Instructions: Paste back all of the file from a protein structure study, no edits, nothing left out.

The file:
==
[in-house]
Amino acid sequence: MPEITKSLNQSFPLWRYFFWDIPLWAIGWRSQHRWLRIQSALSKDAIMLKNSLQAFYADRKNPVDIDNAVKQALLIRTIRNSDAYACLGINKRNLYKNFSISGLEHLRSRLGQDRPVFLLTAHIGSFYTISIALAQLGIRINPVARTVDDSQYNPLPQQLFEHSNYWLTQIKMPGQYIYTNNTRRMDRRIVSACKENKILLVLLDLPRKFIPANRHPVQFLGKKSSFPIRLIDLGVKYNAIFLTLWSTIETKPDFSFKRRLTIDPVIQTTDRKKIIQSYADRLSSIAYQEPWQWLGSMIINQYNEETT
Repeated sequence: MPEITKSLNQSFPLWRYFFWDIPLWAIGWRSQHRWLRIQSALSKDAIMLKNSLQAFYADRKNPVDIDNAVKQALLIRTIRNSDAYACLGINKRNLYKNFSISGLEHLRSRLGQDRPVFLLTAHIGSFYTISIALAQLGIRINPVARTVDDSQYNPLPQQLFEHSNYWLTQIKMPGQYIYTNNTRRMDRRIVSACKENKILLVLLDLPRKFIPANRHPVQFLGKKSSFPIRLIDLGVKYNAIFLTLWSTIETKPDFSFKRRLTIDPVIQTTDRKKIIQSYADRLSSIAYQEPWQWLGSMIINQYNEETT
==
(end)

[in-house]
Amino acid sequence: MPEITKSLNQSFPLWRYFFWDIPLWAIGWRSQHRWLRIQSALSKDAIMLKNSLQAFYADRKNPVDIDNAVKQALLIRTIRNSDAYACLGINKRNLYKNFSISGLEHLRSRLGQDRPVFLLTAHIGSFYTISIALAQLGIRINPVARTVDDSQYNPLPQQLFEHSNYWLTQIKMPGQYIYTNNTRRMDRRIVSACKENKILLVLLDLPRKFIPANRHPVQFLGKKSSFPIRLIDLGVKYNAIFLTLWSTIETKPDFSFKRRLTIDPVIQTTDRKKIIQSYADRLSSIAYQEPWQWLGSMIINQYNEETT
Repeated sequence: MPEITKSLNQSFPLWRYFFWDIPLWAIGWRSQHRWLRIQSALSKDAIMLKNSLQAFYADRKNPVDIDNAVKQALLIRTIRNSDAYACLGINKRNLYKNFSISGLEHLRSRLGQDRPVFLLTAHIGSFYTISIALAQLGIRINPVARTVDDSQYNPLPQQLFEHSNYWLTQIKMPGQYIYTNNTRRMDRRIVSACKENKILLVLLDLPRKFIPANRHPVQFLGKKSSFPIRLIDLGVKYNAIFLTLWSTIETKPDFSFKRRLTIDPVIQTTDRKKIIQSYADRLSSIAYQEPWQWLGSMIINQYNEETT